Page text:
One of the 154 would-be candidates for Hong Kong’s legislature has been disqualified by a government-led panel, in a new vetting mechanism designed to screen election hopefuls for national security risks as part of Beijing’s overhaul of the city’s electoral system.
Registered nurse Lau Tsz-chun, vying for a seat in the medical and health service sector, was the only hopeful who had his candidacy invalidated, according to Chief Secretary John Lee Ka-chiu, who said it was due to Lau being a part-time government employee.
The city’s Legislative Council Ordinance states that judicial officers or prescribed public officers are ineligible for nomination.
Announcing the results of the process on Friday, Lee, who chairs the Candidate Eligibility Review Committee, told a press conference the mix of candidates from different backgrounds and segments of society proved the election had achieved balanced representation.
But reporters repeatedly asked Lee whether the vetting committee had deliberately loosened its standards to allow for the participation of candidates who did not publicly identify as pro-establishment in a bid to make up for the absence of the opposition, which is boycotting the polls over rules changes it believes are designed to stifle dissent.
“No matter what the background of the person involved in a particular case, we apply the same standard and yardstick to assess his or her case. We treat everyone equally,” Lee said.
About a dozen centrist or moderate aspirants have signed up for the December 19 poll.
While the coming election will feature a total absence of pan-democrats, members of the pro-establishment camp have reportedly been loosely coordinating among themselves to ensure no seats are walkovers, and every Legco constituency will be contested – a first in the city.
Among the moderate hopefuls approved on Friday was Mandy Tam Heung-man, a former member of a few opposition parties, including the Civic Party.
Tam passed the national security assessment despite previously posting protest slogans such as “Liberate Hong Kong; revolution of our times” on Facebook during the 2019 anti-government protests. Use of the slogan has previously led to the disqualification of some district councillors and served as partial grounds for guilty verdicts in two national security law cases.
Tam, a Wong Tai Sin district councillor, also had her oath of allegiance to the city – a requirement under the Beijing-imposed security law – validated by authorities tasked with assessing her sincerity.
In previous elections, returning officers appointed by the Electoral Affairs Commission have disqualified multiple opposition candidates for their public stances – even when candidates insisted they no longer held the beliefs in question.
Some legal experts slammed those decisions at the time as essentially stripping the would-be candidates of their political rights for life.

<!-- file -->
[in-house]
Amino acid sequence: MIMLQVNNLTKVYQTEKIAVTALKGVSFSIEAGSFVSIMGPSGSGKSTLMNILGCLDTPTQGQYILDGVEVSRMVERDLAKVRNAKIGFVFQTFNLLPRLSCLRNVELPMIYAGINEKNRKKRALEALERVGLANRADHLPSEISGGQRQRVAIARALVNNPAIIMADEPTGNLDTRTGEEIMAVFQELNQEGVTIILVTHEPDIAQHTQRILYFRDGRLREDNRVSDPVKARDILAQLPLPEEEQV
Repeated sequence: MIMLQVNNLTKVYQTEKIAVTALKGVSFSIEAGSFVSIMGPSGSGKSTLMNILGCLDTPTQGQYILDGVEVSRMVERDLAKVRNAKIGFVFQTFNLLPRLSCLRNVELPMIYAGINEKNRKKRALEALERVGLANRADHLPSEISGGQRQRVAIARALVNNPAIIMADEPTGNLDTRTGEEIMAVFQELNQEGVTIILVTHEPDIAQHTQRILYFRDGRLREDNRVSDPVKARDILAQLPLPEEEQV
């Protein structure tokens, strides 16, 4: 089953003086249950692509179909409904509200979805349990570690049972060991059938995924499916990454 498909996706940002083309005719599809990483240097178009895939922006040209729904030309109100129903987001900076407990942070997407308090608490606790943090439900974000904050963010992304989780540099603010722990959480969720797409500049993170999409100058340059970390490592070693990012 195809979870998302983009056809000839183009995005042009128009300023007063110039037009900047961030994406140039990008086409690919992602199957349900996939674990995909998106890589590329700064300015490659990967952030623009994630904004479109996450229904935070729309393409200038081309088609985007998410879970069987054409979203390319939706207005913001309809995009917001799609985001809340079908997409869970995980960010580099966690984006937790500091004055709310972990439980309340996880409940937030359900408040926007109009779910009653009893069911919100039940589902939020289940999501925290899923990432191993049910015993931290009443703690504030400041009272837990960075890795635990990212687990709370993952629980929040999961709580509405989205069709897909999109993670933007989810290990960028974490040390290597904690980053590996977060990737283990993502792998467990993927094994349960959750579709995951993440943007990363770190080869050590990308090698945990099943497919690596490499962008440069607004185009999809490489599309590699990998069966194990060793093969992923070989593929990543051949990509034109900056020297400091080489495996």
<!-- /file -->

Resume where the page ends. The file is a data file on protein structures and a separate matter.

Lee on Friday refused to be drawn into the specifics of Tam’s case, but said: “What we consider, of course, is when a particular incident happens, as well as the circumstances surrounding it, the law applicable at the time, whether the law has a retroactive effect, and whether the explanation provided by the candidate is reasonable and credible.”
He added the government examined each candidate individually, and that it was hard to make a comparison with past cases, though the principles were the same.
Lee was also quizzed on the apparent lacklustre response from a public that has so far displayed a lukewarm interest in understanding the revamped system.
“We appreciate that elections are always a subject people will have to take time to familiarise themselves with when there are changes,” he said.
Lee said he expected awareness to pick up when candidates began campaigning, but refused to reveal whether the government has set a goal on the turnout rate, only cautioning that it was now a criminal offence to incite others to either to not vote or cast spoiled ballots.
The vetting committee was established as part of a radical overhaul of Hong Kong elections approved in March aimed at screening out candidates deemed “unpatriotic” or a threat to national security.
The committee was advised by the police force’s National Security Department as well as the Committee for Safeguarding National Security, which Lee sits on. The input was to be kept secret and not subject to judicial review.
Also sitting on the vetting panel are constitutional affairs chief Erick Tsang Kwok-wai, security secretary Chris Tang Ping-keung and home affairs minister Caspar Tsui Ying-wai.
Former justice secretary Elsie Leung Oi-sie, Rita Fan Hsu Lai-tai, once a member of the country’s top legislative body, and ex-Chinese University president Lawrence Lau Juen-yee are unofficial members of the committee.
Under the sweeping electoral changes, directly elected seats from the city’s geographical constituencies have been cut from 35 to 20, even as the number of Legco seats has expanded from 70 to 90.
The government has also been exploring options that would allow Hong Kong residents living on the mainland to cast votes by setting up polling stations at border checkpoints.
Lee said the government was still working on those arrangements and would make an announcement once there was a final decision.